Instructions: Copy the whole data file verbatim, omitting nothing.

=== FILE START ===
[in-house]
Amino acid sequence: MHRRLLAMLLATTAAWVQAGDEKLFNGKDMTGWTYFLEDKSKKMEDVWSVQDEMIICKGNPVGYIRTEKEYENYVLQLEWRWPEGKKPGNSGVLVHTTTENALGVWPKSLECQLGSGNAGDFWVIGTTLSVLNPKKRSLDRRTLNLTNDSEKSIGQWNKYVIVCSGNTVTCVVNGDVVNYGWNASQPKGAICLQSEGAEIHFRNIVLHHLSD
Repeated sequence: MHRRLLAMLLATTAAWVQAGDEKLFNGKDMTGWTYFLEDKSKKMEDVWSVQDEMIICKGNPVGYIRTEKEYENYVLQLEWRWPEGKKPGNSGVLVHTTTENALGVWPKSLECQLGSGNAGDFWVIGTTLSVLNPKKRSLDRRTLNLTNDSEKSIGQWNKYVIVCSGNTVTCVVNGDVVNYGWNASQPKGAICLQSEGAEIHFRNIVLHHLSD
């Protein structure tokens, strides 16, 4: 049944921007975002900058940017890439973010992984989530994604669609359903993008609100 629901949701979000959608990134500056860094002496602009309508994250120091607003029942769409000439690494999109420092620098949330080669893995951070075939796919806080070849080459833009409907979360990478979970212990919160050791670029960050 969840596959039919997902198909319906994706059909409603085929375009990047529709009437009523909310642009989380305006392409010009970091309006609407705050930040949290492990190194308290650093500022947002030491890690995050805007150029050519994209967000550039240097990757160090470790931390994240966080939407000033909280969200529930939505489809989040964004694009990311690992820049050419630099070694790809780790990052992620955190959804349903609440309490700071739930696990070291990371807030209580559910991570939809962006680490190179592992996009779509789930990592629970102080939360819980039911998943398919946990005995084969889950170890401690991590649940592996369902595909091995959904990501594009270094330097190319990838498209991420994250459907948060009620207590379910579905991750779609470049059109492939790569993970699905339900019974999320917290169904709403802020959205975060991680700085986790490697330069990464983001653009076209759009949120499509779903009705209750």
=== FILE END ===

[in-house]
Amino acid sequence: MHRRLLAMLLATTAAWVQAGDEKLFNGKDMTGWTYFLEDKSKKMEDVWSVQDEMIICKGNPVGYIRTEKEYENYVLQLEWRWPEGKKPGNSGVLVHTTTENALGVWPKSLECQLGSGNAGDFWVIGTTLSVLNPKKRSLDRRTLNLTNDSEKSIGQWNKYVIVCSGNTVTCVVNGDVVNYGWNASQPKGAICLQSEGAEIHFRNIVLHHLSD
Repeated sequence: MHRRLLAMLLATTAAWVQAGDEKLFNGKDMTGWTYFLEDKSKKMEDVWSVQDEMIICKGNPVGYIRTEKEYENYVLQLEWRWPEGKKPGNSGVLVHTTTENALGVWPKSLECQLGSGNAGDFWVIGTTLSVLNPKKRSLDRRTLNLTNDSEKSIGQWNKYVIVCSGNTVTCVVNGDVVNYGWNASQPKGAICLQSEGAEIHFRNIVLHHLSD
């Protein structure tokens, strides 16, 4: 049944921007975002900058940017890439973010992984989530994604669609359903993008609100 629901949701979000959608990134500056860094002496602009309508994250120091607003029942769409000439690494999109420092620098949330080669893995951070075939796919806080070849080459833009409907979360990478979970212990919160050791670029960050 969840596959039919997902198909319906994706059909409603085929375009990047529709009437009523909310642009989380305006392409010009970091309006609407705050930040949290492990190194308290650093500022947002030491890690995050805007150029050519994209967000550039240097990757160090470790931390994240966080939407000033909280969200529930939505489809989040964004694009990311690992820049050419630099070694790809780790990052992620955190959804349903609440309490700071739930696990070291990371807030209580559910991570939809962006680490190179592992996009779509789930990592629970102080939360819980039911998943398919946990005995084969889950170890401690991590649940592996369902595909091995959904990501594009270094330097190319990838498209991420994250459907948060009620207590379910579905991750779609470049059109492939790569993970699905339900019974999320917290169904709403802020959205975060991680700085986790490697330069990464983001653009076209759009949120499509779903009705209750």